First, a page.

2012 Economic Calendar
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Consumer Price Index  
Released On 6/14/2012 8:30:00 AM For May, 2012
PriorConsensusConsensus RangeActual
CPI - M/M change0.0 %-0.2 %-0.3 % to 0.1 %-0.3 %
CPI - Y/Y change2.3 %1.7 %
CPI less food & energy- M/M change0.2 %0.2 %0.1 % to 0.2 %0.2 %
CPI less food & energy - Y/Y change2.3 %2.3 %
CPI - level229.177 index level
Core CPI - level228.984 index level

CPI inflation in May turned negative on continued significantly lower energy costs. Meanwhile, the core rate held steady and moderately warm. The consumer price index fell 0.3 percent in May, following no change the month before. The consensus forecast was for a 0.2 percent decline. Excluding food and energy, the CPI gained 0.2 percent, compared to 0.2 percent in April. Analysts projected a 0.2 percent rise.

By major components, energy dropped a monthly 4.3 percent after falling 1.7 percent the prior month. Gasoline declined a sharp 6.8 percent, following a drop of 2.6 percent in April. Food prices were unchanged in May, following a 0.2 percent gain in April.

Within the core, the indexes contributing to the increase were largely the same ones as in April: shelter, medical care, used cars and trucks, apparel, airline fares, and new vehicles. The indexes for household furnishings and operations and for tobacco declined.

Year-on-year, overall CPI inflation eased to 1.7 percent from 2.3 percent in April (seasonally adjusted). The core rate remained at 2.3 percent on a year-ago basis. On an unadjusted year-ago basis, the overall figure was up 1.7 percent in May, compared to 2.3 percent in April while the core was up 2.3 percent, matching April's rate, not seasonally adjusted.

The obvious good news from today's CPI report is that consumers are paying less at the gas pump, freeing up some money to spend elsewhere. Yesterday's 0.2 percent decline in May retail sales turns slightly positive in real terms with the CPI dropping 0.3 percent. But within the Fed, there likely will be diverging opinions on inflation. Headline numbers are favorable but the core is stubbornly on the warm side.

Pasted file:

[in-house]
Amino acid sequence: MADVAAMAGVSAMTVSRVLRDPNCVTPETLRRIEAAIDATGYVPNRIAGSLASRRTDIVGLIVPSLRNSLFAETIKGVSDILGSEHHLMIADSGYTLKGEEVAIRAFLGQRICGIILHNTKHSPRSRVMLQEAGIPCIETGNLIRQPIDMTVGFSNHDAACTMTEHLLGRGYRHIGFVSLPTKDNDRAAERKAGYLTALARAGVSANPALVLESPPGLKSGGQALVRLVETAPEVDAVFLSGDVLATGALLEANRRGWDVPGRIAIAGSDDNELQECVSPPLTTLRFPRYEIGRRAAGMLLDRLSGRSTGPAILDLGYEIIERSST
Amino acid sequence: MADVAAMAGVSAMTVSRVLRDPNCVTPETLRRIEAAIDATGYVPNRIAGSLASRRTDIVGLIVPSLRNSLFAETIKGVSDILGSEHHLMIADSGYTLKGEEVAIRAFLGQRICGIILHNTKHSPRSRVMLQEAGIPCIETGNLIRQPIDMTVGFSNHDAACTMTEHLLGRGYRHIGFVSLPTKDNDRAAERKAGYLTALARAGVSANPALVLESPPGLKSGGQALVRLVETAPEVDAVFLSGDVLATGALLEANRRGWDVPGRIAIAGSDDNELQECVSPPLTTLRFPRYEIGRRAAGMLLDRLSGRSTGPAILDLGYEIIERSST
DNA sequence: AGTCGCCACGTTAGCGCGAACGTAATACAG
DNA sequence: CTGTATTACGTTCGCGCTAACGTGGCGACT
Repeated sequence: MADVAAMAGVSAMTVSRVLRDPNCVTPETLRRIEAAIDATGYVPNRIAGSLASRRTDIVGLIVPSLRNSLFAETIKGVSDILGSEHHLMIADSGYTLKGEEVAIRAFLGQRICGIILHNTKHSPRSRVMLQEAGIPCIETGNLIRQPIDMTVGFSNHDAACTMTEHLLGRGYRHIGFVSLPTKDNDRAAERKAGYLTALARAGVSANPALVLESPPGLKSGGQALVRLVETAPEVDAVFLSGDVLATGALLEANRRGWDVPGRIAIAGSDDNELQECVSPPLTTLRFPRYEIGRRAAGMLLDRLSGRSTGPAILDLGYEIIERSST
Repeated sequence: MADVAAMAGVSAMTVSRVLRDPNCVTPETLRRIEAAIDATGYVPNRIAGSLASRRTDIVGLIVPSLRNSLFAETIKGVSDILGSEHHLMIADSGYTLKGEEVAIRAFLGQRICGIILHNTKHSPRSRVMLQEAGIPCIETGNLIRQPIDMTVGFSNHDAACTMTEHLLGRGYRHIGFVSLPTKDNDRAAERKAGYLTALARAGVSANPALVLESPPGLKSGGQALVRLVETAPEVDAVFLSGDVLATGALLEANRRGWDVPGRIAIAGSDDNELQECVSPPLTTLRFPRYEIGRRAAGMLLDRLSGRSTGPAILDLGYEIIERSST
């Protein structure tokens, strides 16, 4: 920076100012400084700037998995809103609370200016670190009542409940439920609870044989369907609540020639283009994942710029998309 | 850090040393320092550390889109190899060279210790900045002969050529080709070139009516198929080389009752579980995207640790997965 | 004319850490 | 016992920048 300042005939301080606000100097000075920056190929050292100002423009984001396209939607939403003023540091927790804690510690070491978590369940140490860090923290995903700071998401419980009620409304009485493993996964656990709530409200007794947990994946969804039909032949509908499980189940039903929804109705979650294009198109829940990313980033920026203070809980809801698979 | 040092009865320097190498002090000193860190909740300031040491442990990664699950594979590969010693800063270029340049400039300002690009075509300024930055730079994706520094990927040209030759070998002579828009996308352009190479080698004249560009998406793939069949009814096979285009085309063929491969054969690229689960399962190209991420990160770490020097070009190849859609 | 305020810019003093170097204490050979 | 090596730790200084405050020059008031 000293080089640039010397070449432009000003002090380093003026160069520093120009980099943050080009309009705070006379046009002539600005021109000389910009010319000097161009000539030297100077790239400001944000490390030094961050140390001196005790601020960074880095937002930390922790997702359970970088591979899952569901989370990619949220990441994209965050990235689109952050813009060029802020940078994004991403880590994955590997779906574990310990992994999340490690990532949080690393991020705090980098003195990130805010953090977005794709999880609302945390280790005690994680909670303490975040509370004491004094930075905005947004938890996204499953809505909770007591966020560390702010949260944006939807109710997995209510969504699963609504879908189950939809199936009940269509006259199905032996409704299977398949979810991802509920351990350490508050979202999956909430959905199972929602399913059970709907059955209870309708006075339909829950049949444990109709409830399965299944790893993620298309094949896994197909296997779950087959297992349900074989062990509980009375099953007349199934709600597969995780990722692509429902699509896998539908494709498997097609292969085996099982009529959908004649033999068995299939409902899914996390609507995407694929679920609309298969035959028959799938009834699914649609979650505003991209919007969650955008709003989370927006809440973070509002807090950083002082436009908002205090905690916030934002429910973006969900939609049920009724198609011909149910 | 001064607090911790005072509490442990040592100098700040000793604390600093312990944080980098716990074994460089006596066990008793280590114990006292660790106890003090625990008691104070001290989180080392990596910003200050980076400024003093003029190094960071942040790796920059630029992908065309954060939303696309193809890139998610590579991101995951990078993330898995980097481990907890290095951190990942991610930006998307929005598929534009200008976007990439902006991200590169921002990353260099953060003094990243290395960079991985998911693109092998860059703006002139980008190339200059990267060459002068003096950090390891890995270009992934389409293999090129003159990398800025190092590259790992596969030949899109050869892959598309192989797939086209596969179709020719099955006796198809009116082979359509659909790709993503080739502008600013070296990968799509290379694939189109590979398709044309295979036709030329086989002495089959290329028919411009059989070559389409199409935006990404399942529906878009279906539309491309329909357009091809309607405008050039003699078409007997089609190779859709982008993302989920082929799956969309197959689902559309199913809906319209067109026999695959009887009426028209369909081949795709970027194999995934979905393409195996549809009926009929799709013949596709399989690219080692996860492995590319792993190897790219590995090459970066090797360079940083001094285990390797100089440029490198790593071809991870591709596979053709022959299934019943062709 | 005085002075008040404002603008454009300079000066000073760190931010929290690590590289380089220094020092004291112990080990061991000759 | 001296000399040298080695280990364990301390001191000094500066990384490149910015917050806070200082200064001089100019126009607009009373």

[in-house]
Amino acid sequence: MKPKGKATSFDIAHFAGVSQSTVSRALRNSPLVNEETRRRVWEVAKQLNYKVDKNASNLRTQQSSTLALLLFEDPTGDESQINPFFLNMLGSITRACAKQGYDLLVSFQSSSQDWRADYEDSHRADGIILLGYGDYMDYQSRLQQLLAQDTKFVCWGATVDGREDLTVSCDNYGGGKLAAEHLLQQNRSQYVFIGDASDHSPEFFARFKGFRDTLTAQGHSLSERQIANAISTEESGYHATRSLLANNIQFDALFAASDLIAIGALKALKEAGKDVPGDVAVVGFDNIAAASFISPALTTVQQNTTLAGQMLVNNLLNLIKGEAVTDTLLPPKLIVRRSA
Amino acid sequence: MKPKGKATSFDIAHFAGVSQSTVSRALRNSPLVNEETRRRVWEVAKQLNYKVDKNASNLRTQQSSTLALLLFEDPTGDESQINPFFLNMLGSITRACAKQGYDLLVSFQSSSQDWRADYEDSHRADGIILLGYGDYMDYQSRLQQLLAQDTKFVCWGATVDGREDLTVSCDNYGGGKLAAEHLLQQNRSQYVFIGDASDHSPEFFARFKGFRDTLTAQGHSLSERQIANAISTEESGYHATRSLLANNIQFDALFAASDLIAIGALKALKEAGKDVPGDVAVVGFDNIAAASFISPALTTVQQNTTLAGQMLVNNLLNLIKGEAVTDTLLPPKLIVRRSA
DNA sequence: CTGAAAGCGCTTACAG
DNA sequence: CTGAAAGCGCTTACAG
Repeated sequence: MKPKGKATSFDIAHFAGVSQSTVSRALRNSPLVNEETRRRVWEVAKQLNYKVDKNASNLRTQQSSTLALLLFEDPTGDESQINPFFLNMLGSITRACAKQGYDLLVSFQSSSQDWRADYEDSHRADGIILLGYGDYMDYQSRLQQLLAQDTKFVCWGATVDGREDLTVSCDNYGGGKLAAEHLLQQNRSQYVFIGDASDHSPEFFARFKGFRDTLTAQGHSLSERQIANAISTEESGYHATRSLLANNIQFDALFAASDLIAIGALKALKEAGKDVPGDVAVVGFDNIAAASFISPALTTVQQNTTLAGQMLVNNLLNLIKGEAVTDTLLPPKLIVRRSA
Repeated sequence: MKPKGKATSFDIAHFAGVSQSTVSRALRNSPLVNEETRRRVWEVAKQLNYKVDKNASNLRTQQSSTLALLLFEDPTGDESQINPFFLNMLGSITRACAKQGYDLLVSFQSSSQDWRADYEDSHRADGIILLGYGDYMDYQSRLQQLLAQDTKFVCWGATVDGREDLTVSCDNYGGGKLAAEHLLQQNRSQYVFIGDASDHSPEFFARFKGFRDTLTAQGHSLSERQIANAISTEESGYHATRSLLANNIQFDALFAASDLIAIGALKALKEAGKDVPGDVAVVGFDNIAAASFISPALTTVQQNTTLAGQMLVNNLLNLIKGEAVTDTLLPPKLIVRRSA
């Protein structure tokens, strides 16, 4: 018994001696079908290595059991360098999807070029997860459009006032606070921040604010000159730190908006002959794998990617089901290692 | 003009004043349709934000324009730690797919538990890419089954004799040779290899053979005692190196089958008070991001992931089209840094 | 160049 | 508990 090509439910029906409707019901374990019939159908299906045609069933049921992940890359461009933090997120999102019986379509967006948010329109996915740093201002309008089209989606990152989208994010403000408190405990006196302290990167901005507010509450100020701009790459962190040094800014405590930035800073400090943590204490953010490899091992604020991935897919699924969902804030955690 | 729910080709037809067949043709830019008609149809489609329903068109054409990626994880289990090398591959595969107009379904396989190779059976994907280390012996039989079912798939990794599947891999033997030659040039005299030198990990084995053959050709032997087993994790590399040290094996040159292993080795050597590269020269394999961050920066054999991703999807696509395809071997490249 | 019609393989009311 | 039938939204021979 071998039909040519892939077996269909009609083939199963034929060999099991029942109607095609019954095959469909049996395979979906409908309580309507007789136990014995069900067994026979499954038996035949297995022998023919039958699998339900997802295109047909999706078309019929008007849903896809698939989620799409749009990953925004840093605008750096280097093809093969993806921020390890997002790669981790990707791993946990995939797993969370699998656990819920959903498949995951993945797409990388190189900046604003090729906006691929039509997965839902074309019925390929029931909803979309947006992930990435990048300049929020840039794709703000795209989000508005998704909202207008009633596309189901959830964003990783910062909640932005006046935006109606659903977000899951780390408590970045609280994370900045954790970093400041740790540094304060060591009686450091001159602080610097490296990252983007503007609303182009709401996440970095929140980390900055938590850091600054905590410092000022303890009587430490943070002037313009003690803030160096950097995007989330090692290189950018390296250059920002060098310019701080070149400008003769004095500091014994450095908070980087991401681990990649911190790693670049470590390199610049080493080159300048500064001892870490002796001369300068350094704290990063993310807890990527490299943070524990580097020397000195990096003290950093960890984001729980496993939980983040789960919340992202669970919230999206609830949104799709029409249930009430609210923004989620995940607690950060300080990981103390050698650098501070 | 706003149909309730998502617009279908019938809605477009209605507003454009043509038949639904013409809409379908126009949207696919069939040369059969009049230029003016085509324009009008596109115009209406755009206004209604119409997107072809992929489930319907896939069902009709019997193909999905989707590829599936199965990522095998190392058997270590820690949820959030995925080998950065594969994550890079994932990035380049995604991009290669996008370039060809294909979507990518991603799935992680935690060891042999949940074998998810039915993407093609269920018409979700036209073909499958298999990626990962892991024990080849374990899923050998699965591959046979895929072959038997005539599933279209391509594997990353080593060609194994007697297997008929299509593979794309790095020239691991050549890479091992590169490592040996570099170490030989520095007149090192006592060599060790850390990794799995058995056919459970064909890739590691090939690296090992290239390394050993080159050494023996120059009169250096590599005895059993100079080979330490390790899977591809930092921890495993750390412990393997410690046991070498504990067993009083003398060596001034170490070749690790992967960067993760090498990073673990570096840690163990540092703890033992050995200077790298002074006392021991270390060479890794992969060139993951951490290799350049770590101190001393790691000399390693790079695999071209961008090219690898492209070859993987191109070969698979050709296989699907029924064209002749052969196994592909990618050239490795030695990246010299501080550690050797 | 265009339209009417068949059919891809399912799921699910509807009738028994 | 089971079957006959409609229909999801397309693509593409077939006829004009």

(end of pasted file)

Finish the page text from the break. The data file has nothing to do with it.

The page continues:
Consensus Outlook
The consumer price index posted at unchanged in April after a 0.3 percent boost the prior month. Excluding food and energy, the CPI rose 0.2 percent, matching the March pace. By major components, energy fell 1.7 percent after jumping 0.9 percent in March. Gasoline dropped 2.6 percent, following a 1.7 percent rise the prior month. Food price inflation held steady at 0.2 percent. Within the core, apparel prices posted a notable gain while recreation declined. New and used vehicles saw notable increases in prices.

The Consumer Price Index is a measure of the change in the average price level of a fixed basket of goods and services purchased by consumers. Monthly changes in the CPI represent the rate of inflation for the consumer. Annual inflation is also closely watched.

The consumer price index is available nationally by expenditure category and by commodity and service group for all urban consumers (CPI-U) and wage earners (CPI-W). All urban consumers are a more inclusive group, representing about 87 percent of the population. The CPI-U is the more widely quoted of the two, although cost-of-living contracts for unions and Social Security benefits are usually tied to the CPI-W, because it has a longer history. Monthly variations between the two are slight.

The CPI is also available by size of city, by region of the country, for cross-classifications of regions and population-size classes, and for many metropolitan areas. The regional and city CPIs are often used in local contracts.

The Bureau of Labor Statistics also produces a chain-weighted index called the Chained CPI. This measures a variable basket of goods and services whereas the regular CPI-U and CPI-W measure a fixed basket of goods and services. The Chained CPI is similar to the personal consumption expenditure price index that is closely monitored by the Federal Reserve Board.  Why Investors Care
It is always a good idea to look at more than a few months of data to get a sense of changes in established trends. Monthly changes in the CPI are mainly volatile because of sharp fluctuations in food and energy prices. The core CPI eliminates the sharper fluctuations.
Data Source: Haver Analytics
Yearly changes tend to smooth out more severe monthly fluctuations and give a better idea of the underlying rate of inflation. Even with the smoother trend, note that the core CPI does not fluctuate as much as the total CPI.
Data Source: Haver Analytics

2012 Release Schedule
Released On: 1/192/173/164/135/156/147/178/159/1410/1611/1512/14
Release For: DecJanFebMarAprMayJunJulAugSepOctNov

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